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Clemmons named Horry County master in equity

By Ruben Lowman

Former Representative Alan Clemmons was recently honored with a special designation by Horry County officials which will see him assume a new role going forward. 

Clemmons was recently bestowed with the title of the county’s “Master in Equity”, which oversees foreclosures and similar legal cases. Clemmons was appointed to a term of six years by Gov. Henry McMaster and the state general assembly. 

“I’m so very honored today to have been sworn in as judge of the Horry County Equity Court (Master in Equity),” Clemmons said. “The equity court deals with all on-jury matters referred by the circuit court, particularly those matters in which equitable relief is sought (foreclosure, partition of property, etc.). I look forward to serving litigants in their search for justice.”

Clemmons previously represented the 107th District in the state House of Representatives, which stretches up to North Myrtle Beach and includes Briarcliffe Acres, from 2002 to 2020. He was recommended for his new role by the 15-member Horry County Legislative Delegation, which is chaired by state senator Greg Hembree, who represents that 28th District that includes the county.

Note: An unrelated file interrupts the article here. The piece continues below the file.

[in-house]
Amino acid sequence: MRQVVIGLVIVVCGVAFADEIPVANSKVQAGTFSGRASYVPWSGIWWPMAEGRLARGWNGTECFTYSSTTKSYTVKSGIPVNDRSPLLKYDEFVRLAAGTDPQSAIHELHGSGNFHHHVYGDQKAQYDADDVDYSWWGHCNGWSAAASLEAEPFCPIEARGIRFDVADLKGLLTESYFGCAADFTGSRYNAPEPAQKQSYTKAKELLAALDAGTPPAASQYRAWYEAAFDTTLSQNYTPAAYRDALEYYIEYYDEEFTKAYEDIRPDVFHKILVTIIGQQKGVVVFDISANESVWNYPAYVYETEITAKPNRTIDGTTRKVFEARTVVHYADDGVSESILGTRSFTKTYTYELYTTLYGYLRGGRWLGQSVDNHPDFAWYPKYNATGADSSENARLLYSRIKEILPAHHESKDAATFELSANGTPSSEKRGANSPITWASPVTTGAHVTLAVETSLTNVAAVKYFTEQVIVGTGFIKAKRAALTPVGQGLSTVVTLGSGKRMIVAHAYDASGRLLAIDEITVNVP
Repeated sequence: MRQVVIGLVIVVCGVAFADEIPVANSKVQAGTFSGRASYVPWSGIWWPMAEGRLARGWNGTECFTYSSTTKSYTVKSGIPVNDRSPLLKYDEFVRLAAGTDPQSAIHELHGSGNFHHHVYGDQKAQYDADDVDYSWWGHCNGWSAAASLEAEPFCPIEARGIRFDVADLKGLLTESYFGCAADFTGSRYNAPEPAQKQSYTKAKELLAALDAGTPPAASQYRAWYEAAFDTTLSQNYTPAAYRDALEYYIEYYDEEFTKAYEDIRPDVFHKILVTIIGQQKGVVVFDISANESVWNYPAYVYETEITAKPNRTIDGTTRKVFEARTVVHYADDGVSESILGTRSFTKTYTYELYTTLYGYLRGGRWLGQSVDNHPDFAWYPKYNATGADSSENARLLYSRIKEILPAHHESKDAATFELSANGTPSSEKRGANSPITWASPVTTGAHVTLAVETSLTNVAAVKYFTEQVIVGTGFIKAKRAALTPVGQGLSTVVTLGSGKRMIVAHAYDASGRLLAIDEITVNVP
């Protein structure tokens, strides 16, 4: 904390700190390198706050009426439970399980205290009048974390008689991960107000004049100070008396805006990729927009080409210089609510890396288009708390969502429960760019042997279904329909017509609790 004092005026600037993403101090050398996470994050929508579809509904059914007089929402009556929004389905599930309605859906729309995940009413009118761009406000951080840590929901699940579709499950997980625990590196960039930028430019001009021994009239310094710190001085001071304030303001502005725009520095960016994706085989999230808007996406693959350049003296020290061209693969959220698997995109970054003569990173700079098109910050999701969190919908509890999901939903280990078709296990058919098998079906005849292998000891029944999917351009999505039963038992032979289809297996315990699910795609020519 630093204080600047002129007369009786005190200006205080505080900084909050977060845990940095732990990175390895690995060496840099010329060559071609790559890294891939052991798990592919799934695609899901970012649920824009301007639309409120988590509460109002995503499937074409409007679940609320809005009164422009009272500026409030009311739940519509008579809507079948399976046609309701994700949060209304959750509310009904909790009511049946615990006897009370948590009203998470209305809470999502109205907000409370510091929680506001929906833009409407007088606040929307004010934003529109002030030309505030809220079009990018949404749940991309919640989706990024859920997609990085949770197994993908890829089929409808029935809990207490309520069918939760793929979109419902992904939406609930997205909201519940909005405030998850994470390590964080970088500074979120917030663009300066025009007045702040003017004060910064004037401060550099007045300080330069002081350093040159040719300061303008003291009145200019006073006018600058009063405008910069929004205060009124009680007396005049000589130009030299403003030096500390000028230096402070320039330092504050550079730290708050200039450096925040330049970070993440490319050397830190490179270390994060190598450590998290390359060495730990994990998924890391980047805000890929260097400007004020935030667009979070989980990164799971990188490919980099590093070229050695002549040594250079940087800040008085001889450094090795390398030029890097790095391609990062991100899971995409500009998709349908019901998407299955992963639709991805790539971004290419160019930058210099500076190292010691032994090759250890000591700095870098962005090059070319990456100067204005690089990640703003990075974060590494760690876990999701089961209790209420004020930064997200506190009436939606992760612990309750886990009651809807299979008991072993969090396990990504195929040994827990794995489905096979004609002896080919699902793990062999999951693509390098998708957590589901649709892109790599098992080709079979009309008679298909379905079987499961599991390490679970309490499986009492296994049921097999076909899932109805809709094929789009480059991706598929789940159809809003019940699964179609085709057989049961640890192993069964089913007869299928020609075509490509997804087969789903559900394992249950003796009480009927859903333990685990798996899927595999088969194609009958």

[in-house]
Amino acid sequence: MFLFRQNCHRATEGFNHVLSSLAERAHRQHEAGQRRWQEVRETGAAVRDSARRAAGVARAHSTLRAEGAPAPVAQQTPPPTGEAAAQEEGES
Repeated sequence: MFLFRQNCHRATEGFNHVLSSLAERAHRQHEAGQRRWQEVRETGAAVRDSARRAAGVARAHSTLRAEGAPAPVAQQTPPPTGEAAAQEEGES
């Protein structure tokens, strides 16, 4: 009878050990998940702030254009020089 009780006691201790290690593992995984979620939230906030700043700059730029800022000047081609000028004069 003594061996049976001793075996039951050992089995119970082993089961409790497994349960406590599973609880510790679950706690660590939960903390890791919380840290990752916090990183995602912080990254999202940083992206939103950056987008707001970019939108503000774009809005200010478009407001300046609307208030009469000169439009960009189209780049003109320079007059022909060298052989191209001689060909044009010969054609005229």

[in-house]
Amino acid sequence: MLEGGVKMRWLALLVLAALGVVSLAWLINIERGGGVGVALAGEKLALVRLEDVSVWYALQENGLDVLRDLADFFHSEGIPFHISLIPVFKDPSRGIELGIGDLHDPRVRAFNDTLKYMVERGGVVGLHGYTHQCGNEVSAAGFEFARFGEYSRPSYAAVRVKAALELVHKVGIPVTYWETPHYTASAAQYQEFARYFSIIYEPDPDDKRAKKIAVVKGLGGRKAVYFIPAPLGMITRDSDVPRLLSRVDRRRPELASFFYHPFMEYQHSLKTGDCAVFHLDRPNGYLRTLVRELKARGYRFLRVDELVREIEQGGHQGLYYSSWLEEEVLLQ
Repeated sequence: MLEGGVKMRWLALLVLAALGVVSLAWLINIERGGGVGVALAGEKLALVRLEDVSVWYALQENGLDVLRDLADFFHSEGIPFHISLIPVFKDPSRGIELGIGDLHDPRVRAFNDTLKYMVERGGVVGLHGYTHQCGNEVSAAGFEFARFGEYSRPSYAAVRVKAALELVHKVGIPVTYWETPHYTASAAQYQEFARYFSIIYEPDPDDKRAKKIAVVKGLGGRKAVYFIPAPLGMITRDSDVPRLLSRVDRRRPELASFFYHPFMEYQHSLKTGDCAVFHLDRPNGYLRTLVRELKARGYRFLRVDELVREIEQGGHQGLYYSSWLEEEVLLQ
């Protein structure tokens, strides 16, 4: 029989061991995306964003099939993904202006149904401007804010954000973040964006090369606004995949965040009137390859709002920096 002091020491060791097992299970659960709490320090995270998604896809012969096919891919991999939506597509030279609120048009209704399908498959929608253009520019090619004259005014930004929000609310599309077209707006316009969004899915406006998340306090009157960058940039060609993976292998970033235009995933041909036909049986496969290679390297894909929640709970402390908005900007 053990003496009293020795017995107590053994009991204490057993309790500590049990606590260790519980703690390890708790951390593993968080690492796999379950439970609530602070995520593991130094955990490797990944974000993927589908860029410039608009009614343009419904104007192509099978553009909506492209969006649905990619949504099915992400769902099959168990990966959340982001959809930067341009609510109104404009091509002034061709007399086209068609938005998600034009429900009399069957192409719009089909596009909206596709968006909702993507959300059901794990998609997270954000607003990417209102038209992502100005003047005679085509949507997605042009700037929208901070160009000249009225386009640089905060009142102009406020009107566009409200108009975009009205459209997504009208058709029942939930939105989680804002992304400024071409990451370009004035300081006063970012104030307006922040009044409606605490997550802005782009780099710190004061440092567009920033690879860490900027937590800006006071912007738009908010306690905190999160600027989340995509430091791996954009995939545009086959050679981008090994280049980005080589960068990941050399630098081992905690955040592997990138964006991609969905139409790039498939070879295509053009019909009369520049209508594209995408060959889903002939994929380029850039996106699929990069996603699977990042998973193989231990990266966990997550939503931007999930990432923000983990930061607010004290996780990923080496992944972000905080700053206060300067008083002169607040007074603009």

Hembree was one of three of the members of the delegation who elected not to sign Clemmons’ letter of recommendation to the governor, also including Rep. William Bailey and Rep. Kevin Hardee. Bailey represents the 104th District that includes North Myrtle Beach, Little River and Longs. Hardee represents the 105th District in the state house, which includes Loris and Green Sea.

There were initially two other candidates for the post, including fellow Horry County attorneys Charles Jordan Jr. and Douglas Zayicek, but both dropped out of the race as soon as they were informed Clemmons had secured the votes from the local delegation. 

Cynthia Howe previously held the position, where she served for more than a decade since taking office in 2009. The county’s master in equity primarily deals with mortgage foreclosures and similar property cases and decides on the disbursement of funds that are involved in those cases. Horry County has a full-time position because of its population, but smaller counties may be part-time. 

One thing Clemmons said he wanted everyone to know is that he will lead a fair court and be fair in all his judgements. 

“The litigants that find themselves in my courtroom will walk away saying the judge was fair, the judge let our case be heard, and some may say we didn’t achieve the result we wanted but the court was fair,” he said. 

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